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Research Paper

Engineering

Volume : 3 | Issue : 6 | June 2013 | ISSN - 2249-555X

Analysis of Vortex Around Bluff Body

Keywords

Circular Cylinder, Vortex, Vibration, Boundary Condition.

Sabita Madhvi Singh


Research Scholar, Department of Civil Engineering, Indian Institute of Technology, Banaras Hindu
University,Varanasi-221005, India
ABSTRACT Flow around circular cylinder is studied here. In this flow situation there are two free shear layers that in
the flow bounding the wake region. Many mathematical models have been developed to characterize the
response in the lock-in region or wake region. The objective of this unsteady flow theory is to determine the structural
response at vortex shedding. The theory may be considered to be a single degree of freedom model. By the help of
mathematical model for vortex induced vibration of circular cylindrical structures are determined by unsteady flow theory.
The phenomenon of structural response to vortex shedding has received wide attention. When the natural frequency of a
structure is close to the vortex shedding frequency lock in resonance may occur depending on the mass damping.
INTRODUCTION
Vortex shedding across a bluff body has been studied for
more than 100 years. The phenomenon of structural response to vortex shedding has received wide attention.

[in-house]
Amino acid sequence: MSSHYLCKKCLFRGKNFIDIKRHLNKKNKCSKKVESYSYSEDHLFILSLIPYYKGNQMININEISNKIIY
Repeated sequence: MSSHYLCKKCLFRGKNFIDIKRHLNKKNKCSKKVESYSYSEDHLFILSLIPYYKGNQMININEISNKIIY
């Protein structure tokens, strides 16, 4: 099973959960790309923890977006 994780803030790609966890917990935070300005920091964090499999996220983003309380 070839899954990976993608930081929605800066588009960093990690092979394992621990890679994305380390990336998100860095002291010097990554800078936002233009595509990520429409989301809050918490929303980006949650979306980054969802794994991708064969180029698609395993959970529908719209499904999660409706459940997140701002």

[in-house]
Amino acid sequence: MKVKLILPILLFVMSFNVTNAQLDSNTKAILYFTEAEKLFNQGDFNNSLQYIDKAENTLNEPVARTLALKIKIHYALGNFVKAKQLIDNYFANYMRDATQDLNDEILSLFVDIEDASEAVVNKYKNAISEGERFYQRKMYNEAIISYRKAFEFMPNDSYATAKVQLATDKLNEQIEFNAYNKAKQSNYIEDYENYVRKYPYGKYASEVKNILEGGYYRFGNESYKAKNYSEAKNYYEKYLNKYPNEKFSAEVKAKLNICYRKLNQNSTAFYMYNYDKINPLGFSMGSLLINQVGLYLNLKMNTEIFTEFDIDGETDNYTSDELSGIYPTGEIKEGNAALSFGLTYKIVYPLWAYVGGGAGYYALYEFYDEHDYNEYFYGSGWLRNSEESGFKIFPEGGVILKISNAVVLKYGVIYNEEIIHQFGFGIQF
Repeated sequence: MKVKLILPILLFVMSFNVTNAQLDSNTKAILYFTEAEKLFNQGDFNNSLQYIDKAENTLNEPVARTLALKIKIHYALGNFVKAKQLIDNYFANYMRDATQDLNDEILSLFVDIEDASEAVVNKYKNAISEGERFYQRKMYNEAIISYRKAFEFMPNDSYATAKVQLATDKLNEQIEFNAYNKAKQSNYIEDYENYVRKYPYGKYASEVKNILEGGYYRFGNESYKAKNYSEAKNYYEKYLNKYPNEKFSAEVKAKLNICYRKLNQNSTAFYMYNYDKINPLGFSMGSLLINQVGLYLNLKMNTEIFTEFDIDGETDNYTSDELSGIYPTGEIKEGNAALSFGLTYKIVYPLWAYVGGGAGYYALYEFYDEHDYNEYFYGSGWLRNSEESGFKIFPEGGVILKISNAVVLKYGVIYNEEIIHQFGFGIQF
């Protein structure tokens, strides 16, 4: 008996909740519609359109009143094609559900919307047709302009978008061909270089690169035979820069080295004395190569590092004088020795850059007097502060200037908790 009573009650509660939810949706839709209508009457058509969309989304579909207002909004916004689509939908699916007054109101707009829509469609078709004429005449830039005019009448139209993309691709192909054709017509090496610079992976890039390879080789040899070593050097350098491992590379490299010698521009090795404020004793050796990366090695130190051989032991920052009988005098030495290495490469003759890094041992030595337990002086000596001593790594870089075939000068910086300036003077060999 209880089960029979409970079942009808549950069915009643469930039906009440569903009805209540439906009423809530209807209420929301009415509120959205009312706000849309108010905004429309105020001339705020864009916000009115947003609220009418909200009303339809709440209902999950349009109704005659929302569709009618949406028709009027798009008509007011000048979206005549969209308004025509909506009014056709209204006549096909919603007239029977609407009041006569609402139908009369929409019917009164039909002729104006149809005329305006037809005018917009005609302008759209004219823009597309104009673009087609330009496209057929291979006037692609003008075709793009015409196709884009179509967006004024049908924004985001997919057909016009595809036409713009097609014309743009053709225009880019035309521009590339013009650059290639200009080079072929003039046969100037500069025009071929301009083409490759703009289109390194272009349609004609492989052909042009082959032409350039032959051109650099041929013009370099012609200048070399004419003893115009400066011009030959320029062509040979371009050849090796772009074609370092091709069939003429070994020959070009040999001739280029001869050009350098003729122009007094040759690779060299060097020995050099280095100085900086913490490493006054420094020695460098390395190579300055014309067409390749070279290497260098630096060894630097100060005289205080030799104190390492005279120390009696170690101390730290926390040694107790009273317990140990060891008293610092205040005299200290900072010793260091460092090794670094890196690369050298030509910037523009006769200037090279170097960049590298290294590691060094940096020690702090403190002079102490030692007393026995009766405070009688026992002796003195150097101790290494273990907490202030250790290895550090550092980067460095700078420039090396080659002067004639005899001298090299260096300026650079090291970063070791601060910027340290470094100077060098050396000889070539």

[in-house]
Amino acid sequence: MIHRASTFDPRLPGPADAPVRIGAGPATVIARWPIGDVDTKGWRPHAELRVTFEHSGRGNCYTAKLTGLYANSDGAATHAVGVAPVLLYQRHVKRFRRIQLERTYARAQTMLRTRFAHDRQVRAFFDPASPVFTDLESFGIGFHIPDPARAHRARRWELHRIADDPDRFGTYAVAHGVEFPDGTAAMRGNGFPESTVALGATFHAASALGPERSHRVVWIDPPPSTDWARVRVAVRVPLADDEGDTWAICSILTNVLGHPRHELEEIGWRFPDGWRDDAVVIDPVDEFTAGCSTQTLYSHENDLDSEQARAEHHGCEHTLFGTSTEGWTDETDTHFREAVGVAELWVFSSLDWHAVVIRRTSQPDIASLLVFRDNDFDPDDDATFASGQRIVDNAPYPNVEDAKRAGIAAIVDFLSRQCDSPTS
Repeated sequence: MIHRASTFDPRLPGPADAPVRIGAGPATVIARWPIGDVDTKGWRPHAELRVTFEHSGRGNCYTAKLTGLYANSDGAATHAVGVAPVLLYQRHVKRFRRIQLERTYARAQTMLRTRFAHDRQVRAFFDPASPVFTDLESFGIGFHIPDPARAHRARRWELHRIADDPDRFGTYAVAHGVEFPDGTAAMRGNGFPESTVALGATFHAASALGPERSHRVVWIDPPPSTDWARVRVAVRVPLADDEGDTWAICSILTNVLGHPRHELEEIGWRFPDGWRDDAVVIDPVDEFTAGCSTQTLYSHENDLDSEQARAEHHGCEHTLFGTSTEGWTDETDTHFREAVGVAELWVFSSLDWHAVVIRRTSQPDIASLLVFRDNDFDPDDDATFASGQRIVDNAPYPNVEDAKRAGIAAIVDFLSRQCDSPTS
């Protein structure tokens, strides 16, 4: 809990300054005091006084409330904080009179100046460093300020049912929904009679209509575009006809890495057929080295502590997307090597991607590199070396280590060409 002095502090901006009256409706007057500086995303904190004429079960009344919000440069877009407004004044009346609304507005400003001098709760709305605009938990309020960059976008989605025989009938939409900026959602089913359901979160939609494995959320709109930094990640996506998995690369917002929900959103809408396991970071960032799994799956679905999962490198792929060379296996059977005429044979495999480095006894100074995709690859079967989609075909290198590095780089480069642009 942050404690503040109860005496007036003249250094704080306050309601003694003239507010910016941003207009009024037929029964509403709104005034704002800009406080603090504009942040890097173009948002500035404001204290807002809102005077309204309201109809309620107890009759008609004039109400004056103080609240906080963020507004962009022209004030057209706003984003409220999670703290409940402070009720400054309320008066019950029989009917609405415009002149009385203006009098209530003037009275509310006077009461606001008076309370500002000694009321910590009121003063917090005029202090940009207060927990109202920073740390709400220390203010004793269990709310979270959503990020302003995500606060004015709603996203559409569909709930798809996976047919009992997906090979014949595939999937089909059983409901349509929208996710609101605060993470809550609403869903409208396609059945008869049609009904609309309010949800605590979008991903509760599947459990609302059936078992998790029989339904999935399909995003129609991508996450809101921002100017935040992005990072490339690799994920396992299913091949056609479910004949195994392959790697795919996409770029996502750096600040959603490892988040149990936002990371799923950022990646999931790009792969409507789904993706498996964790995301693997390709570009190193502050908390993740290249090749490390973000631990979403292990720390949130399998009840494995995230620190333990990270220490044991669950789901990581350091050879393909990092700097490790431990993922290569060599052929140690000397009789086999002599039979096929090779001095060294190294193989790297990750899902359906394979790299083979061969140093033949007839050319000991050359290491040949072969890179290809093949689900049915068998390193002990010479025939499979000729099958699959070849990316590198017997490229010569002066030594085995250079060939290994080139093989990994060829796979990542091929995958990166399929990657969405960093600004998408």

When the natural frequency of a structure is close to the
vortex shedding frequency, Lock-in resonance may occur
depending on the mass damping parameter and structure
may collapse. Many mathematical models have been developed to characterize the response in the lock-in region or
wake region. The objective of this unsteady flow theory is to
determine the structural response at vortex shedding. The
theory may be considered to be a single degree of freedom
model.
UNSTEADY FLOW THEORY
By the help of mathematical model for vortex induced
vibration of circular cylindrical structures are determined
by unsteady flow theory. Motion dependent fluid forces are measured in a water channel by Chen. From the
measured fluid forces fluid stiffness and fluid damping
coefficients are calculated as a function of reduced flow
velocity and oscillation amplitude. Once these coefficients are known the mathematical model can be applied
to predict the structural response to vortex shedding including response amplitude lock in frequency and stability characteristics.
The phenomenon of structural response to vortex shedding has received wide attention. When the natural frequency of a structure is close to the vortex shedding frequency lock in resonance may occur depending on the